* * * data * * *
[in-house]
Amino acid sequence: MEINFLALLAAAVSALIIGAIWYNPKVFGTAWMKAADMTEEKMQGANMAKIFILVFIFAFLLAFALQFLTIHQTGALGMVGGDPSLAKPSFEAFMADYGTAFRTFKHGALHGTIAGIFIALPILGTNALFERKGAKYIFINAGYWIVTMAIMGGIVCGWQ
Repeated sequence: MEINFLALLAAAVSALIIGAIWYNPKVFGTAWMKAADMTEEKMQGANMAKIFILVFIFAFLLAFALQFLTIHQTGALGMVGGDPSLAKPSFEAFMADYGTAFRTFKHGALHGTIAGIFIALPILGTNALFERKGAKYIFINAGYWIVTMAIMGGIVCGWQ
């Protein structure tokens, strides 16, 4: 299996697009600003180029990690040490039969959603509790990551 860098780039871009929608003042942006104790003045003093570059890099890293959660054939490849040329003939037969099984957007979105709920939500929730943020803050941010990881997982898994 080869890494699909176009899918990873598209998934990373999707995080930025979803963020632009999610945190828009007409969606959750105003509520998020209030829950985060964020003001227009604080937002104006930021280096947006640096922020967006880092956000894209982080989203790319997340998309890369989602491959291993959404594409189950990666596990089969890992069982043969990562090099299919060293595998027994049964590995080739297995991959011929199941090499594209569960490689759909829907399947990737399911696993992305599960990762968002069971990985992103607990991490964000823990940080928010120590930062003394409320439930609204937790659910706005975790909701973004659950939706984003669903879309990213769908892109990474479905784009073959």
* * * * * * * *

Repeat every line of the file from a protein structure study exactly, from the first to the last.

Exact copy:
[in-house]
Amino acid sequence: MEINFLALLAAAVSALIIGAIWYNPKVFGTAWMKAADMTEEKMQGANMAKIFILVFIFAFLLAFALQFLTIHQTGALGMVGGDPSLAKPSFEAFMADYGTAFRTFKHGALHGTIAGIFIALPILGTNALFERKGAKYIFINAGYWIVTMAIMGGIVCGWQ
Repeated sequence: MEINFLALLAAAVSALIIGAIWYNPKVFGTAWMKAADMTEEKMQGANMAKIFILVFIFAFLLAFALQFLTIHQTGALGMVGGDPSLAKPSFEAFMADYGTAFRTFKHGALHGTIAGIFIALPILGTNALFERKGAKYIFINAGYWIVTMAIMGGIVCGWQ
């Protein structure tokens, strides 16, 4: 299996697009600003180029990690040490039969959603509790990551 860098780039871009929608003042942006104790003045003093570059890099890293959660054939490849040329003939037969099984957007979105709920939500929730943020803050941010990881997982898994 080869890494699909176009899918990873598209998934990373999707995080930025979803963020632009999610945190828009007409969606959750105003509520998020209030829950985060964020003001227009604080937002104006930021280096947006640096922020967006880092956000894209982080989203790319997340998309890369989602491959291993959404594409189950990666596990089969890992069982043969990562090099299919060293595998027994049964590995080739297995991959011929199941090499594209569960490689759909829907399947990737399911696993992305599960990762968002069971990985992103607990991490964000823990940080928010120590930062003394409320439930609204937790659910706005975790909701973004659950939706984003669903879309990213769908892109990474479905784009073959």